Vice President Mike Pence last month outlined Chinese election interference as a covert and overt effort by Beijing to unseat the president.
Pence said China is engaged in an unprecedented bid to influence voters, such as those farm states hit by U.S. trade measures against China.
Beijing is targeting American public opinion, the 2018 election, and the environment leading up to the presidential election in 2020. China "wants a different American president," Pence said.
Based on the high profile Russian meddling in the 2016 election, security officials are monitoring Russian intelligence and influence activities closely for signs of any new and different tactics in Moscow's interference activities.
So far, no Russian technical operations have been detected targeting election infrastructure. Some efforts to use social media such as Facebook and Twitter have been spotted.
On arms control, Fleitz said the president will decide in the future whether or not to extend the 2010 New START arms treaty. The treaty expires in February 2021.
Fleitz suggested Russia has not complied with New START. The treaty limits the United States and Russia to 1,550 deployed warheads.
Russia is engaged in a significant strategic nuclear forces buildup that includes several new missiles, including some that may not be compliant under New START.
"There is going to have to be a serious evaluation of the New START treaty—whether it is in American interests [and] whether Russia is complying with that treaty and then we'll see if it will be extended," Fleitz said.
Fleitz praised Trump's announcement that the United States would jettison the 1987 Intermediate-range Nuclear Forces Treaty based on Russian violations.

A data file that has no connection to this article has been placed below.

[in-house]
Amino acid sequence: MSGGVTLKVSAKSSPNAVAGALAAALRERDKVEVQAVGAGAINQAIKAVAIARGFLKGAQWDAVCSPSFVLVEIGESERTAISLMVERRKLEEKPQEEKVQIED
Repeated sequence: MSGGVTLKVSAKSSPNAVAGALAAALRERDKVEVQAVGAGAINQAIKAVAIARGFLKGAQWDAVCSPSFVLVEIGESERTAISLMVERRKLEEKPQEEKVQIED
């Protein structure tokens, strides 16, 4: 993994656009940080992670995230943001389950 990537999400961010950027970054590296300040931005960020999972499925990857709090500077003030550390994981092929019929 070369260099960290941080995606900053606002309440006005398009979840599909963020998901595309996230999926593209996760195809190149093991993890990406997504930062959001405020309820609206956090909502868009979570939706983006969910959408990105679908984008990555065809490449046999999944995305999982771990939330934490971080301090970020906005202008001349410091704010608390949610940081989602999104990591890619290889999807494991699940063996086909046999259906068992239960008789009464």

The INF Treaty was a good treaty for its day negotiated during the Cold War under President Ronald Reagan, he said.
"The problem is even the Obama administration had to acknowledge that the Russians were violating it but didn't do anything about it," Fleitz said.
"This is a priority for Ambassador Bolton that these treaties like this have to be fair and have to bind everyone, not just the United States."
Russia violated the treaty by developing a ground-launched cruise missile with INF range and has deployed significant numbers of the SSC-8 missile.
"Now with Russia cheating, and with significant missile programs, not just by China but by Iran and North Korea, this treaty just didn't make any sense," he said. "If there is going to be an INF treaty it has to be a global INF treaty and for me this was just a no brainer."
On other issues, Fleitz said Trump is taking on China's unfair trade practices and theft of American intellectual property in ways no previous president has done.